Kansas News Service | KCUR

Kansas News Service

The Kansas News Service produces essential enterprise reporting, diving deep and connecting the dots regarding the policies, issues and events that affect the health of Kansans and their communities. The team is based at KCUR and collaborates with public media stations and other news outlets across Kansas. Subscribe to our weekly newsletter. Bookmark our homepage at ksnewsservice.org

Kansas News Service stories and photos may be republished at no cost with proper attribution and a link back to kcur.org.

The Kansas News Service is made possible by a group of funding organizations, led by the Kansas Health Foundation. Other funders include United Methodist Health Ministry Fund, Sunflower Foundation, REACH Healthcare Foundation and the Health Forward Foundation. Additional support comes from the Corporation for Public Broadcasting.

Daniel Caudill / Kansas News Service

TOPEKA, Kansas ⁠— Lawmakers are fast-tracking a push to amend the state constitution and undo a Kansas Supreme Court ruling that said women have the right to abortion.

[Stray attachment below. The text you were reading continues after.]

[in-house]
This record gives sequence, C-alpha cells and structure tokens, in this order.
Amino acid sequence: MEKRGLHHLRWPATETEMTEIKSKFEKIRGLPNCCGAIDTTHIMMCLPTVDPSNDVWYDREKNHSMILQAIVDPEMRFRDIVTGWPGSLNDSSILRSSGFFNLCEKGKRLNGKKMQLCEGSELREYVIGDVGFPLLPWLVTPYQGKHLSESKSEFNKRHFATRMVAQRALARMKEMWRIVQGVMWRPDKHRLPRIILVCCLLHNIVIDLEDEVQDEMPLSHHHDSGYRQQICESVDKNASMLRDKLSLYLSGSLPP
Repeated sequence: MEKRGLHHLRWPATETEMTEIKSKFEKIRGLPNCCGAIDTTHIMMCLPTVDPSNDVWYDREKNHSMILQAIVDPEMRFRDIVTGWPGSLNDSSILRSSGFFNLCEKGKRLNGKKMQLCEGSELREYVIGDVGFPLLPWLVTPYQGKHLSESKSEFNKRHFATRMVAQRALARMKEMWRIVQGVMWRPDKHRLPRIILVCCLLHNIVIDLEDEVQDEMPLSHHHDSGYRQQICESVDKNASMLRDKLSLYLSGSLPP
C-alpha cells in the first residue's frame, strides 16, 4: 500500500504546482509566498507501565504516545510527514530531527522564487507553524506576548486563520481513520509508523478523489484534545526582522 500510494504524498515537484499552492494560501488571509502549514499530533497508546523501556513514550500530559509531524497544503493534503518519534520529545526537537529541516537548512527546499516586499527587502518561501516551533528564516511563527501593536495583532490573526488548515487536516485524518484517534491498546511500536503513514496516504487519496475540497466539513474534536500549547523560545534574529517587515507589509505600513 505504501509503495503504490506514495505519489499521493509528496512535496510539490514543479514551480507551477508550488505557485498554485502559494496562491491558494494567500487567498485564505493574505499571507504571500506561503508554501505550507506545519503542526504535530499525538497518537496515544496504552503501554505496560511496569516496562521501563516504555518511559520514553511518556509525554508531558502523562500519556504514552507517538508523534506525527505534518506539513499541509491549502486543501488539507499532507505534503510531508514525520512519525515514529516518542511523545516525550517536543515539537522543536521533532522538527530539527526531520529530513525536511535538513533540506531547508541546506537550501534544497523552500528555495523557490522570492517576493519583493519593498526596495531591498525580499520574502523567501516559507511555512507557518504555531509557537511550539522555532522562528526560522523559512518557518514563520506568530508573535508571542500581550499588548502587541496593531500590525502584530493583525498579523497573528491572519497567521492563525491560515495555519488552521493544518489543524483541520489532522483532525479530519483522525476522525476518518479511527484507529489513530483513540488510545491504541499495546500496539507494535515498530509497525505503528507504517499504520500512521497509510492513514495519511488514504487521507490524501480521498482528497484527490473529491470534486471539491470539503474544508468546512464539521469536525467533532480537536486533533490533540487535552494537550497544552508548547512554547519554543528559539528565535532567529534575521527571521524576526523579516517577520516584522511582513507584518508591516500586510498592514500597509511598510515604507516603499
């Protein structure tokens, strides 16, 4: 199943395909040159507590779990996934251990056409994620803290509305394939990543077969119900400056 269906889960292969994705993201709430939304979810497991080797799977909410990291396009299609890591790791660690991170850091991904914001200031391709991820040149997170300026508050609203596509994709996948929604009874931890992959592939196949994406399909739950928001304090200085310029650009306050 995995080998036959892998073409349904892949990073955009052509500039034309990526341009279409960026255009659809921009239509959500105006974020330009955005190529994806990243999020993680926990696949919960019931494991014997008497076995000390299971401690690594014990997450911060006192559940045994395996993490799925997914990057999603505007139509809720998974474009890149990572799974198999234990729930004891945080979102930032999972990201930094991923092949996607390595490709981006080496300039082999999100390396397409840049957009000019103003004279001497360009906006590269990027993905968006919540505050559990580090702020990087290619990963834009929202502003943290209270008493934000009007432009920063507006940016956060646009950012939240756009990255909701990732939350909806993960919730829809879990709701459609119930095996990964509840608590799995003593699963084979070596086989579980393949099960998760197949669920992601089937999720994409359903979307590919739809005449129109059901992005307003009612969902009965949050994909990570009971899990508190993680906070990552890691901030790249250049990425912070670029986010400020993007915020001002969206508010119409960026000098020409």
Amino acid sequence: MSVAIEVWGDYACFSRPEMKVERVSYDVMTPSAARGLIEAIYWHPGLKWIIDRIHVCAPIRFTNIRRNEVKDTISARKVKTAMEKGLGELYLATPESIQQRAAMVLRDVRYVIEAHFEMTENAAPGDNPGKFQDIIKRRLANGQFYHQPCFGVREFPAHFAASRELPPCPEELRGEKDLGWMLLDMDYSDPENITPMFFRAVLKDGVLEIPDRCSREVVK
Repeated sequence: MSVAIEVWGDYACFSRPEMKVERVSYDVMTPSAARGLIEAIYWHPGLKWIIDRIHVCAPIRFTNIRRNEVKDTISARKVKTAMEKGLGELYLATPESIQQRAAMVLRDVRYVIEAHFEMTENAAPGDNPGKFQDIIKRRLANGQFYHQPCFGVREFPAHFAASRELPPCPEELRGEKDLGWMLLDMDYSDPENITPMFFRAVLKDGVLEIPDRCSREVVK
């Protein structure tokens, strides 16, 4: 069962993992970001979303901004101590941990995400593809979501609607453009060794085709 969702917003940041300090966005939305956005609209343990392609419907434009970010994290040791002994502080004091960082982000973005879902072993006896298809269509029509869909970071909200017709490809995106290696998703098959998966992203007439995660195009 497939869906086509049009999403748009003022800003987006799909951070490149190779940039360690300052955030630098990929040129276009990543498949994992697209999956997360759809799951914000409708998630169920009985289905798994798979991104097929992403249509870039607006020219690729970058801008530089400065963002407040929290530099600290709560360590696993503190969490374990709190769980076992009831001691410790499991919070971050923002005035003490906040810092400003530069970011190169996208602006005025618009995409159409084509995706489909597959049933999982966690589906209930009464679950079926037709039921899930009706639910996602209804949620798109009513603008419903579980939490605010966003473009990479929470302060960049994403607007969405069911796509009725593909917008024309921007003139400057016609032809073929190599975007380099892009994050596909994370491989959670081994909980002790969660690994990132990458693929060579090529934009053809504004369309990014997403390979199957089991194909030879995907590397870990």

The goal, with voters’ approval in August, is to add a line to the state bill of rights saying abortion isn’t constitutionally protected ⁠— and that legislators can regulate abortions, including when a pregnancy results from rape or incest or threatens a woman’s life.

The proposal already is awaiting floor votes in both chambers, just over a week after the 2020 session began. 

Daniel Caudill / Kansas News Service

TOPEKA, Kansas — Medicaid expansion is a done deal, right?

Democratic Gov. Laura Kelly and Jim Denning, the second most powerful Republican in the Kansas Senate, have compromised on a plan. Together, they bring a majority of lawmakers with them. So, game over.